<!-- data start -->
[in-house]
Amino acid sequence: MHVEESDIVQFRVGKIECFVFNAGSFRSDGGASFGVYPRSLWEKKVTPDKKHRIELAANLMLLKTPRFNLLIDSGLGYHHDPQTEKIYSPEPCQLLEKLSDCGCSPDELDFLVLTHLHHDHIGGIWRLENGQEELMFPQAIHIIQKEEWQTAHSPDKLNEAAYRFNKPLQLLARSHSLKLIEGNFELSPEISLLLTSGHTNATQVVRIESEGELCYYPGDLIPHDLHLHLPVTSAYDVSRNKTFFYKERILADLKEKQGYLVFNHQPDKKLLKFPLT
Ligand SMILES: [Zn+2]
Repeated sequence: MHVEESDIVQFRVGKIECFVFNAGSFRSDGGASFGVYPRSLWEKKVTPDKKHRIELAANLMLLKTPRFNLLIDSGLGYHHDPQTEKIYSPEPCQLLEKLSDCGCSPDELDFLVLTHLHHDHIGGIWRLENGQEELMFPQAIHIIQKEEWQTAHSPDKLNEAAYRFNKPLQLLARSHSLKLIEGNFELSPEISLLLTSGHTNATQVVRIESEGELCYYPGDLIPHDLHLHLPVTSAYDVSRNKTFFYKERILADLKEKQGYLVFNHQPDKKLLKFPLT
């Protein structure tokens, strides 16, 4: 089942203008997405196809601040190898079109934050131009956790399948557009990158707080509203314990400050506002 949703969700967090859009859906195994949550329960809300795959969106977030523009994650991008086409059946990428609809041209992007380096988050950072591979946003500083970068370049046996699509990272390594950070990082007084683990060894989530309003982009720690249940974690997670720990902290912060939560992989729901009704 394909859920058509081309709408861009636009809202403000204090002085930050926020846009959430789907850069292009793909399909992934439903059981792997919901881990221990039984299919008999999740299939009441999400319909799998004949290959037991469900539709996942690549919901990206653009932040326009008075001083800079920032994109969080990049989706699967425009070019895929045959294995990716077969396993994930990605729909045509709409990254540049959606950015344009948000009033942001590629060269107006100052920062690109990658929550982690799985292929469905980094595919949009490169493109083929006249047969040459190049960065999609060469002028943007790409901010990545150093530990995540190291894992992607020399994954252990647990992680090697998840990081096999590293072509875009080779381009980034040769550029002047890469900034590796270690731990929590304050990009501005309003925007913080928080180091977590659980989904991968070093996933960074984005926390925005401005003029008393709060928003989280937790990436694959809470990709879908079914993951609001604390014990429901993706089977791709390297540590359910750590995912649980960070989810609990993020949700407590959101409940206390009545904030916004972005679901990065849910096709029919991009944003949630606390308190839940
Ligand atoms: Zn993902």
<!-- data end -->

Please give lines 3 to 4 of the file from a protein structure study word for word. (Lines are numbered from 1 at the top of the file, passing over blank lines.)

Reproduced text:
Ligand SMILES: [Zn+2]
Repeated sequence: MHVEESDIVQFRVGKIECFVFNAGSFRSDGGASFGVYPRSLWEKKVTPDKKHRIELAANLMLLKTPRFNLLIDSGLGYHHDPQTEKIYSPEPCQLLEKLSDCGCSPDELDFLVLTHLHHDHIGGIWRLENGQEELMFPQAIHIIQKEEWQTAHSPDKLNEAAYRFNKPLQLLARSHSLKLIEGNFELSPEISLLLTSGHTNATQVVRIESEGELCYYPGDLIPHDLHLHLPVTSAYDVSRNKTFFYKERILADLKEKQGYLVFNHQPDKKLLKFPLT